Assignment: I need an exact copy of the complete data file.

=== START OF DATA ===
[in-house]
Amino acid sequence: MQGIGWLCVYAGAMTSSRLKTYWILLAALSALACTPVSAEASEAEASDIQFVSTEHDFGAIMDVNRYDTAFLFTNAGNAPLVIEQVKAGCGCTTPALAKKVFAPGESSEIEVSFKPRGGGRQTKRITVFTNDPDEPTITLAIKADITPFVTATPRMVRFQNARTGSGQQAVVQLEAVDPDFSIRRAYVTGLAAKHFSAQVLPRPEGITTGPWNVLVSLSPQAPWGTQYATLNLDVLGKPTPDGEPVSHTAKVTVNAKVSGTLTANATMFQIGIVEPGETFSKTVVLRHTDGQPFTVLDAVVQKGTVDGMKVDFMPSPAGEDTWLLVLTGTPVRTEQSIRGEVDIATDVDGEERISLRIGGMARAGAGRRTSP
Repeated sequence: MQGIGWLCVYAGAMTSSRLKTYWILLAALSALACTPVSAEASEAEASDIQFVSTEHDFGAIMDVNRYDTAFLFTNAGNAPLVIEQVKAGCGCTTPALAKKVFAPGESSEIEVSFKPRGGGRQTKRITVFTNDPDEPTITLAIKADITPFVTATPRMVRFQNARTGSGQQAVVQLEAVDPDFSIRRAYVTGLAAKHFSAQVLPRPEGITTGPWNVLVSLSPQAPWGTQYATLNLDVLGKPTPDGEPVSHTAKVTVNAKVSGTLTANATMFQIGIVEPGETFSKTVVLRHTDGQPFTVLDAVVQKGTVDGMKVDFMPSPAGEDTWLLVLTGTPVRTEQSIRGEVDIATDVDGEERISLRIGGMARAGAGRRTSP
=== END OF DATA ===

[in-house]
Amino acid sequence: MQGIGWLCVYAGAMTSSRLKTYWILLAALSALACTPVSAEASEAEASDIQFVSTEHDFGAIMDVNRYDTAFLFTNAGNAPLVIEQVKAGCGCTTPALAKKVFAPGESSEIEVSFKPRGGGRQTKRITVFTNDPDEPTITLAIKADITPFVTATPRMVRFQNARTGSGQQAVVQLEAVDPDFSIRRAYVTGLAAKHFSAQVLPRPEGITTGPWNVLVSLSPQAPWGTQYATLNLDVLGKPTPDGEPVSHTAKVTVNAKVSGTLTANATMFQIGIVEPGETFSKTVVLRHTDGQPFTVLDAVVQKGTVDGMKVDFMPSPAGEDTWLLVLTGTPVRTEQSIRGEVDIATDVDGEERISLRIGGMARAGAGRRTSP
Repeated sequence: MQGIGWLCVYAGAMTSSRLKTYWILLAALSALACTPVSAEASEAEASDIQFVSTEHDFGAIMDVNRYDTAFLFTNAGNAPLVIEQVKAGCGCTTPALAKKVFAPGESSEIEVSFKPRGGGRQTKRITVFTNDPDEPTITLAIKADITPFVTATPRMVRFQNARTGSGQQAVVQLEAVDPDFSIRRAYVTGLAAKHFSAQVLPRPEGITTGPWNVLVSLSPQAPWGTQYATLNLDVLGKPTPDGEPVSHTAKVTVNAKVSGTLTANATMFQIGIVEPGETFSKTVVLRHTDGQPFTVLDAVVQKGTVDGMKVDFMPSPAGEDTWLLVLTGTPVRTEQSIRGEVDIATDVDGEERISLRIGGMARAGAGRRTSP